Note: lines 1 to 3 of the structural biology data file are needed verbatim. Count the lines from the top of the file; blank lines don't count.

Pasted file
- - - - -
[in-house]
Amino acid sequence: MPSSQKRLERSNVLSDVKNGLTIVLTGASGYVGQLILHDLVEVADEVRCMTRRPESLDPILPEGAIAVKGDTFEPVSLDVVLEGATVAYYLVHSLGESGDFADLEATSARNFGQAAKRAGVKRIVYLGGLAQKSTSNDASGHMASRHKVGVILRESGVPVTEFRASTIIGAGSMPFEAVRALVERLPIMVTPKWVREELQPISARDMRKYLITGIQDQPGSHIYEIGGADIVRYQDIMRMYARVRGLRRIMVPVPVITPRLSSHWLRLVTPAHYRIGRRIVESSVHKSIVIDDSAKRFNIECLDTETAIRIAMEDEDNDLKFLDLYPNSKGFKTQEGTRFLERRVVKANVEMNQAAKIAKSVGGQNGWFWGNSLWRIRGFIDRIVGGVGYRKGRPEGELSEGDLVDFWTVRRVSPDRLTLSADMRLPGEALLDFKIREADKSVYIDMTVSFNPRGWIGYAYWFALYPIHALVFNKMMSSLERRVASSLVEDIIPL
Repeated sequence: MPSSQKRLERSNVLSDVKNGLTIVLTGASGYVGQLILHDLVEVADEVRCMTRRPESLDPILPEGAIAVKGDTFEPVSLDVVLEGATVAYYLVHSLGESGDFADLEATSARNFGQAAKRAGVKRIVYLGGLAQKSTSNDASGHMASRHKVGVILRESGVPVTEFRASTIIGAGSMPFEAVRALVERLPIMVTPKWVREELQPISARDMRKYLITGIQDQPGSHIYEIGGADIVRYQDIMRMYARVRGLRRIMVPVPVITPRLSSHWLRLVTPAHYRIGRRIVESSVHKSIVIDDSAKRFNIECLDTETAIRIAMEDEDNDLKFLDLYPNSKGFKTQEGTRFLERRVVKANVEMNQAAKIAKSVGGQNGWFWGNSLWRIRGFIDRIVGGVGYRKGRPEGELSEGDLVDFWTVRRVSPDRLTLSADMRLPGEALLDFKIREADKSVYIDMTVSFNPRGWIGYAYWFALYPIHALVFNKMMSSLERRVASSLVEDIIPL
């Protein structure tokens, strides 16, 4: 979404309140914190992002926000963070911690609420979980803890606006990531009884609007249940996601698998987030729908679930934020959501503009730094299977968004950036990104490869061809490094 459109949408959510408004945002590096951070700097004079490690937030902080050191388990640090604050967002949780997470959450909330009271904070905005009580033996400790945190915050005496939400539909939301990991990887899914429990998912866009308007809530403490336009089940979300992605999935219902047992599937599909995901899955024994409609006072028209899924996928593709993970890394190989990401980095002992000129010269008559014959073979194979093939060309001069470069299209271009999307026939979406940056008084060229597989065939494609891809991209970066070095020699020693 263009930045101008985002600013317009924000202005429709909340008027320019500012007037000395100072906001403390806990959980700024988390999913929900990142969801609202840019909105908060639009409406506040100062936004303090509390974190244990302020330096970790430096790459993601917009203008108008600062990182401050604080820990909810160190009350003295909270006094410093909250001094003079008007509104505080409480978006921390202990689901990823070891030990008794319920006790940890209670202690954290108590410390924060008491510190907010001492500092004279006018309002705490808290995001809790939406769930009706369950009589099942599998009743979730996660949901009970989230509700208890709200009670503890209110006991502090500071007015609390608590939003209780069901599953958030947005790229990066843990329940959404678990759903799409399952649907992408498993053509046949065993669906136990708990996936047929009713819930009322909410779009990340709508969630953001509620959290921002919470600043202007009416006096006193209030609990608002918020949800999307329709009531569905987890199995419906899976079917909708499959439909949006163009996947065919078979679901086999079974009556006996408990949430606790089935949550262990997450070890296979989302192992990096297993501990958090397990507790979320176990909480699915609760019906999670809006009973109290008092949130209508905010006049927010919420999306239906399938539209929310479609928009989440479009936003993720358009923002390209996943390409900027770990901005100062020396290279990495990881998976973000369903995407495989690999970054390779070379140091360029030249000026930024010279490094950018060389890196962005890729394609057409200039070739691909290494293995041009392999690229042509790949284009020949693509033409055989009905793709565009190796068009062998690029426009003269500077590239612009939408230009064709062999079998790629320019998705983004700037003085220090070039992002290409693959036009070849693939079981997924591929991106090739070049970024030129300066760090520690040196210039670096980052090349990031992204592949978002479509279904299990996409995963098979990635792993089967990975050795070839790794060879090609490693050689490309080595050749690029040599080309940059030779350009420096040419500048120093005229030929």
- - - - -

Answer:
[in-house]
Amino acid sequence: MPSSQKRLERSNVLSDVKNGLTIVLTGASGYVGQLILHDLVEVADEVRCMTRRPESLDPILPEGAIAVKGDTFEPVSLDVVLEGATVAYYLVHSLGESGDFADLEATSARNFGQAAKRAGVKRIVYLGGLAQKSTSNDASGHMASRHKVGVILRESGVPVTEFRASTIIGAGSMPFEAVRALVERLPIMVTPKWVREELQPISARDMRKYLITGIQDQPGSHIYEIGGADIVRYQDIMRMYARVRGLRRIMVPVPVITPRLSSHWLRLVTPAHYRIGRRIVESSVHKSIVIDDSAKRFNIECLDTETAIRIAMEDEDNDLKFLDLYPNSKGFKTQEGTRFLERRVVKANVEMNQAAKIAKSVGGQNGWFWGNSLWRIRGFIDRIVGGVGYRKGRPEGELSEGDLVDFWTVRRVSPDRLTLSADMRLPGEALLDFKIREADKSVYIDMTVSFNPRGWIGYAYWFALYPIHALVFNKMMSSLERRVASSLVEDIIPL
Repeated sequence: MPSSQKRLERSNVLSDVKNGLTIVLTGASGYVGQLILHDLVEVADEVRCMTRRPESLDPILPEGAIAVKGDTFEPVSLDVVLEGATVAYYLVHSLGESGDFADLEATSARNFGQAAKRAGVKRIVYLGGLAQKSTSNDASGHMASRHKVGVILRESGVPVTEFRASTIIGAGSMPFEAVRALVERLPIMVTPKWVREELQPISARDMRKYLITGIQDQPGSHIYEIGGADIVRYQDIMRMYARVRGLRRIMVPVPVITPRLSSHWLRLVTPAHYRIGRRIVESSVHKSIVIDDSAKRFNIECLDTETAIRIAMEDEDNDLKFLDLYPNSKGFKTQEGTRFLERRVVKANVEMNQAAKIAKSVGGQNGWFWGNSLWRIRGFIDRIVGGVGYRKGRPEGELSEGDLVDFWTVRRVSPDRLTLSADMRLPGEALLDFKIREADKSVYIDMTVSFNPRGWIGYAYWFALYPIHALVFNKMMSSLERRVASSLVEDIIPL